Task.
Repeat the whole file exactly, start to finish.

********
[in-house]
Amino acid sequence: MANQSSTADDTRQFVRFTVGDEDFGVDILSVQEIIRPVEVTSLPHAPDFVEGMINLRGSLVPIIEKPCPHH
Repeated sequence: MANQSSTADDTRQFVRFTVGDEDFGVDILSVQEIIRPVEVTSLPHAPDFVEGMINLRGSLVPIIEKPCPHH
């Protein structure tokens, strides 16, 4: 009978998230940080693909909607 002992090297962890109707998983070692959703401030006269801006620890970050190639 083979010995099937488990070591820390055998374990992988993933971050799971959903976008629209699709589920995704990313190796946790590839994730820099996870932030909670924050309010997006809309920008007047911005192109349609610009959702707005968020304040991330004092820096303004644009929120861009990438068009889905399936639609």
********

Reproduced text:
[in-house]
Amino acid sequence: MANQSSTADDTRQFVRFTVGDEDFGVDILSVQEIIRPVEVTSLPHAPDFVEGMINLRGSLVPIIEKPCPHH
Repeated sequence: MANQSSTADDTRQFVRFTVGDEDFGVDILSVQEIIRPVEVTSLPHAPDFVEGMINLRGSLVPIIEKPCPHH
């Protein structure tokens, strides 16, 4: 009978998230940080693909909607 002992090297962890109707998983070692959703401030006269801006620890970050190639 083979010995099937488990070591820390055998374990992988993933971050799971959903976008629209699709589920995704990313190796946790590839994730820099996870932030909670924050309010997006809309920008007047911005192109349609610009959702707005968020304040991330004092820096303004644009929120861009990438068009889905399936639609």